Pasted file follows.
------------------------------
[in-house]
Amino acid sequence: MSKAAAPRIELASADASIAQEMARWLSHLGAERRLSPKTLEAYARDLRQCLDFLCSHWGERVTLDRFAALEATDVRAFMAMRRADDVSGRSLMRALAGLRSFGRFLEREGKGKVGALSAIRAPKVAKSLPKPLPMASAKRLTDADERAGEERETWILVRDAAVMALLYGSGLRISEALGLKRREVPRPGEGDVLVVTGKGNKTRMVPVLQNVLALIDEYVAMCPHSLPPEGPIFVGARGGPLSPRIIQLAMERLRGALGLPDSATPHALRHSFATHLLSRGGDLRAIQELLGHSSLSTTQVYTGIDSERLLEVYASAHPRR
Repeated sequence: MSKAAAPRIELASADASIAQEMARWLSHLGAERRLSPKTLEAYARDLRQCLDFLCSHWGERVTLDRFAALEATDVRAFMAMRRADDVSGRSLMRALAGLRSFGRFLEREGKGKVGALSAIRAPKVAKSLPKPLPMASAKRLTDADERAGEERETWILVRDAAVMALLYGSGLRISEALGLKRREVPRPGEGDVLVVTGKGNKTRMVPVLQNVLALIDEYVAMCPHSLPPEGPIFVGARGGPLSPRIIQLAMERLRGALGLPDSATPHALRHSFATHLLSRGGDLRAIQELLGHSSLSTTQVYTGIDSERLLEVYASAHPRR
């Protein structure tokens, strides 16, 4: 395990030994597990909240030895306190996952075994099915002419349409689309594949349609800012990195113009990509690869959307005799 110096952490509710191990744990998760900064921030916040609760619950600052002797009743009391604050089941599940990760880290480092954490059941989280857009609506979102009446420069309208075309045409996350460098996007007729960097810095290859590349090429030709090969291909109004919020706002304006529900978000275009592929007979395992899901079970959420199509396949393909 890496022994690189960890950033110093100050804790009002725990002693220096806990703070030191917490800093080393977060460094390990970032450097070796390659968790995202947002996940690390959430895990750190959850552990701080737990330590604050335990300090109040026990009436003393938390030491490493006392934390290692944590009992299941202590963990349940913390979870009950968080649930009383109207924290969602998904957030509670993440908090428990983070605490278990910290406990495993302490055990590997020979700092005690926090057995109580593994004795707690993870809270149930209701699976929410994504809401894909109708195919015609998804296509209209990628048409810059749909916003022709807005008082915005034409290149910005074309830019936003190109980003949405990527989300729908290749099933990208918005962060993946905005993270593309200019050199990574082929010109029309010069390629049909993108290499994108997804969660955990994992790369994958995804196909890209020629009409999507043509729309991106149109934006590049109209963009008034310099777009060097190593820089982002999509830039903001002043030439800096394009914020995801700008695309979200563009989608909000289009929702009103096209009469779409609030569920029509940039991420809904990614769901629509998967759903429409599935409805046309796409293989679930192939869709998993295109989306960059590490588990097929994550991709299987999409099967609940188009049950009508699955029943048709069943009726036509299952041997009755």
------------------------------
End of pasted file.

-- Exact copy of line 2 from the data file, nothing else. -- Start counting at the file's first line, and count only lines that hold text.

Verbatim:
Amino acid sequence: MSKAAAPRIELASADASIAQEMARWLSHLGAERRLSPKTLEAYARDLRQCLDFLCSHWGERVTLDRFAALEATDVRAFMAMRRADDVSGRSLMRALAGLRSFGRFLEREGKGKVGALSAIRAPKVAKSLPKPLPMASAKRLTDADERAGEERETWILVRDAAVMALLYGSGLRISEALGLKRREVPRPGEGDVLVVTGKGNKTRMVPVLQNVLALIDEYVAMCPHSLPPEGPIFVGARGGPLSPRIIQLAMERLRGALGLPDSATPHALRHSFATHLLSRGGDLRAIQELLGHSSLSTTQVYTGIDSERLLEVYASAHPRR